I'm trying to work out a problem with a fairly simple <div> which doesn't want to print completely.

I'm using 960.gs to get things laid out the way I like, and all of this is enclosed in a container_12, and has a left column next to it (I can provide this, I just wanted to keep the code short). The content of the div is being populated from Django.

The div looks something like this:

<div class="ordered_generic_inquiry_info">
    <div class="entrydataline grid_9 alpha omega even">
        <div class="grid_3 alpha entrykey"><span>first_name</span></div>
        <div class="grid_6 omega entryvalue">Jack</div>
    <div class="entrydataline grid_9 alpha omega odd">
        <div class="grid_3 alpha entrykey"><span>last_name</span></div>
        <div class="grid_6 omega entryvalue">Daniels</div>
    <!-- Repeated a dynamic number of times.  -->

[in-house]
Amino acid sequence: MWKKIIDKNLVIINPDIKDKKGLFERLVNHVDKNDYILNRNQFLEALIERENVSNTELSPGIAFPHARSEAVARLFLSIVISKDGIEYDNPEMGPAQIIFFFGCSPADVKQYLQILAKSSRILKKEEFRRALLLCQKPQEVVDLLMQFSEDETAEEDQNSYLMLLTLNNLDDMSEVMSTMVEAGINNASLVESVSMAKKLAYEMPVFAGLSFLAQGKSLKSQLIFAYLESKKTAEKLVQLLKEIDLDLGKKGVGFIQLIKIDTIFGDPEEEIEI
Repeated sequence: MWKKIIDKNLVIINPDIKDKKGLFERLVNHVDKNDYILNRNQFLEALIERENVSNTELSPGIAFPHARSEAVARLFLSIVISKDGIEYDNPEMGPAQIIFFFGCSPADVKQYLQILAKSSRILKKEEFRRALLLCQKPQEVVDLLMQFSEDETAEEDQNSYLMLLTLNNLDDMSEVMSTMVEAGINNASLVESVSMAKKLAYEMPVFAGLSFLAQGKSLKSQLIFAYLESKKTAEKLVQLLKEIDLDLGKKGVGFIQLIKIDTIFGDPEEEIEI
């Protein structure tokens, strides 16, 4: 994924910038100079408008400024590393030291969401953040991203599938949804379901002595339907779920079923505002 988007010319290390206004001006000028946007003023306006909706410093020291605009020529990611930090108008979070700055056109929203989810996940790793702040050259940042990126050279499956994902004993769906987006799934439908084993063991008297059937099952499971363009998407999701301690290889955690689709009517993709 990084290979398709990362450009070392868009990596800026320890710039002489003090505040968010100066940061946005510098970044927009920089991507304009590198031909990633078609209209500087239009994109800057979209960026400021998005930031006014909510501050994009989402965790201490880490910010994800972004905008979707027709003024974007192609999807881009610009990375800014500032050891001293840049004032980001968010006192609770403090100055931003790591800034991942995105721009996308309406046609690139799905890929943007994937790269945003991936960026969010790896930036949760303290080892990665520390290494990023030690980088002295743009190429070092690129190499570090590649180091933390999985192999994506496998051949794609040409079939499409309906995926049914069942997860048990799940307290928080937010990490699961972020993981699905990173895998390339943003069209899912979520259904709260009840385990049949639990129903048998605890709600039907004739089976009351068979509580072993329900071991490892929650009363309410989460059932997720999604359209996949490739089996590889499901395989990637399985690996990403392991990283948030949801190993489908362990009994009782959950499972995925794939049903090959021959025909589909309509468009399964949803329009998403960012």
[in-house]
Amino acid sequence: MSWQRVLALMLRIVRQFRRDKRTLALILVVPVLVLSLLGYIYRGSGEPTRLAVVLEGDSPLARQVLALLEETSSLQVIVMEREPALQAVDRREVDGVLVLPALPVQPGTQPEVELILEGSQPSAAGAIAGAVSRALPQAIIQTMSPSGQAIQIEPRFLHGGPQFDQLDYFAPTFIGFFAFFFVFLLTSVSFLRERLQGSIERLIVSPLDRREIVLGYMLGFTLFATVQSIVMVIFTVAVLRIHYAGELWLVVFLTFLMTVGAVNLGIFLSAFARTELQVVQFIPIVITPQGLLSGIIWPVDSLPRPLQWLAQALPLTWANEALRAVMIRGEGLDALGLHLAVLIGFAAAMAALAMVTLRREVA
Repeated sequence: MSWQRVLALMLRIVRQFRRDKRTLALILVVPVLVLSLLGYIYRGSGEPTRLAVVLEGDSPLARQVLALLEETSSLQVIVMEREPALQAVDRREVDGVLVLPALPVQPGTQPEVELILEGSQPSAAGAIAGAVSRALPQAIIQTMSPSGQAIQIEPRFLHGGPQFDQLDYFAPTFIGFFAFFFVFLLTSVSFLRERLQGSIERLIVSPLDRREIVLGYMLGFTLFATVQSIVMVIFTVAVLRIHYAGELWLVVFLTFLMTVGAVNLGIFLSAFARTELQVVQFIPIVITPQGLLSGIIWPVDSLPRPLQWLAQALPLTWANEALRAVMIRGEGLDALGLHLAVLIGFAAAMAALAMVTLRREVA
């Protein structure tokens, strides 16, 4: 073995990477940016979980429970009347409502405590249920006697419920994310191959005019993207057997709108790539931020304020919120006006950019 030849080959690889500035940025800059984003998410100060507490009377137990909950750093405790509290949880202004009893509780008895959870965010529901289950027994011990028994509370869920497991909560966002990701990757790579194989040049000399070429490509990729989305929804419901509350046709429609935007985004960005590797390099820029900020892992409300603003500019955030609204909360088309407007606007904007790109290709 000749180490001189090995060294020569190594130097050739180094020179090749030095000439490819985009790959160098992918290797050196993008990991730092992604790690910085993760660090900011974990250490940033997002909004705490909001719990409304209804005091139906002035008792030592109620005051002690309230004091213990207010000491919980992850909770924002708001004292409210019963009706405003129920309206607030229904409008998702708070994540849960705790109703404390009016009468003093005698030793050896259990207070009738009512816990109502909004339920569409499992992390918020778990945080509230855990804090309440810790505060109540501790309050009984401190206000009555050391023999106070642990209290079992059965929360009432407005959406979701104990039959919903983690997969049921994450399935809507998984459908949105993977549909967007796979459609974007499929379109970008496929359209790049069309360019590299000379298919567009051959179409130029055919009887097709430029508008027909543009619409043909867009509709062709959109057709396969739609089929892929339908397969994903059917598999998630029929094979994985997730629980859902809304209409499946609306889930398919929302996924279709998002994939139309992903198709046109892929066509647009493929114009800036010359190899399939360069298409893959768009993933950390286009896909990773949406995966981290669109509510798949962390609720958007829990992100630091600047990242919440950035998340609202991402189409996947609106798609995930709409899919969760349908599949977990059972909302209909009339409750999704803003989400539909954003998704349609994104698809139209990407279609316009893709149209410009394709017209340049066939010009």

The output looks like so:


  • And what's it supposed to look like? Have you tested this in with more than one browser/printer driver combination? Nathan Duran about 9 years ago
  • Yeah, you really need to spell out what the problem is you're trying to fix. Also, that looks like tabular data and should probably be in a <table>. Doug about 9 years ago
  • The web is not a print medium, if the layout of printed data is important then you really should create a PDF for downloading and printing. All browsers handle printing differently and you'll go quite mad trying to get consistent cross browser print layout. and then there's the different page sizes, over which you also have no control. Tony Crockford about 9 years ago

1 answer


Tables are dedicated to this sort of things. You should use a table as your main data container And not a grid typographic layout. With thead, tbody and tfoot correctly set, many browsers will produce a quite good print output (repeating thead and tfoot on each page, for example).

Answered about 9 years ago by Julien Bidoret